If the contract killing, fight-fixing and drug dealing in Pulp Fiction are simply viewed as specialised commercial activities, says Rhymer Rigby, the management sub-text becomes clear.
Pulp Fiction established Quentin Tarantino as a mainstream director, without compromising his cult credentials. Its four interlinked plots follow a pair of low grade hitmen, Vince and Jules; Butch, a boxer who has been paid by Marsellus Wallace (the local Mr Big) to throw a fight but won't; Marsellus' stunning wife, Mia; and a supporting cast of sundry lowlifes. Although the violent themes may initially appear distasteful, closer study reveals that the contract killing, fight-fixing and drug dealing are simply specialised commercial activities. Once this has been taken on board, the business viewer will be able to fully appreciate the film's richly rewarding management sub-text.
Locked in mortal combat, Butch and Marsellus are captured by a pair of hillbillies with decidedly deviant intentions.
While the trailer-trash twosome are engaged in unwholesome, non-consenting congress with Marsellus, Butch escapes, but returns to rescue his enemy.
Butch guesses - correctly - that forming a temporary, strategic partnership now will later result in the nullification of the contract on his life.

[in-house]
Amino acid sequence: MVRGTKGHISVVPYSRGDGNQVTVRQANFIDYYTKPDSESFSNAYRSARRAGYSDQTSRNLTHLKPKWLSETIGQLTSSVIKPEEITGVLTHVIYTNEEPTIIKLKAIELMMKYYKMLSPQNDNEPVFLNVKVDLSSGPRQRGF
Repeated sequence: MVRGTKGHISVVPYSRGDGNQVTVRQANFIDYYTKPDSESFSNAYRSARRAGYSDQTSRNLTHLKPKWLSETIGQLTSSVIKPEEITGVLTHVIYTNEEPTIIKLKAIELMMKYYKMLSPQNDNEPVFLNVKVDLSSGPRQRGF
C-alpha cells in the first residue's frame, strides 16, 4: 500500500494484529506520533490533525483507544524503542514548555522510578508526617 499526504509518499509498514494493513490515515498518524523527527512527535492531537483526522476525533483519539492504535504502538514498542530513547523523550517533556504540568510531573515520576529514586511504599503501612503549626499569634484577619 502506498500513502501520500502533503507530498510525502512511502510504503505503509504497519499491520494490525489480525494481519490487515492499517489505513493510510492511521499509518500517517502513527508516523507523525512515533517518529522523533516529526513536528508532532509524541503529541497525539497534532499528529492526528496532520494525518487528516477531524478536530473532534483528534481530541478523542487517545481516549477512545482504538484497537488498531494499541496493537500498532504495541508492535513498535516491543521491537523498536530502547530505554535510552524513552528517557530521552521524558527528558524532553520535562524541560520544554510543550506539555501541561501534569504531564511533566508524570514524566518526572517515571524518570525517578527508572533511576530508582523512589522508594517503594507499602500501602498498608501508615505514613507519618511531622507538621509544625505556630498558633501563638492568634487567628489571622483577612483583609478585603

Understandably nervous before taking his boss's wife out, Vince pops round to his drug dealer's house where he is talked into paying $500 a gram for superior heroin. Such is the dealer's confidence in his 'super premium' product (a no-quibbles returns policy, for instance) that Vince cheerfully pays over the odds. Moreover, his vendor provides excellent after-sales care, allowing Vince to shoot up in his living room.
OUTSOURCING AND USE OF CONSULTANTS
Having accidentally shot Marvin, their back-seat passenger, in the face, Vince and Jules have a carmine-covered car to get rid of, so they call in Winston Wolf, a 'cleaner'.
The duo's core competence is gangland slaying, not vehicle disposal, so they outsource this activity to a reputable consultant. Thus, an hour later, they find themselves enjoying breakfast in a pleasant diner, not a prison cell.
Entrusted to Vince's care, Mia carelessly snorts his heroin rather than her coke - with predictably disastrous results.
Naturally Vince freaks out but, after taking stock, he drives her to his dealer's where they inject her heart with adrenaline, preventing an opiate coma. Under extreme pressure, Vince is a cool operator: his assessment of priorities and carefully orchestrated action plan save Mia's life - and his own.
Jules has been killing successfully for years but, during his last hit, he experiences 'what alcoholics refer to as a "moment of clarity"' and, over blueberry muffins, reveals that he is leaving 'the life'. Realising that he has got his work-life balance wrong, Jules decides to downshift, allowing himself to devote more time to his philosophical ponderings, an area for which his work had previously left little time.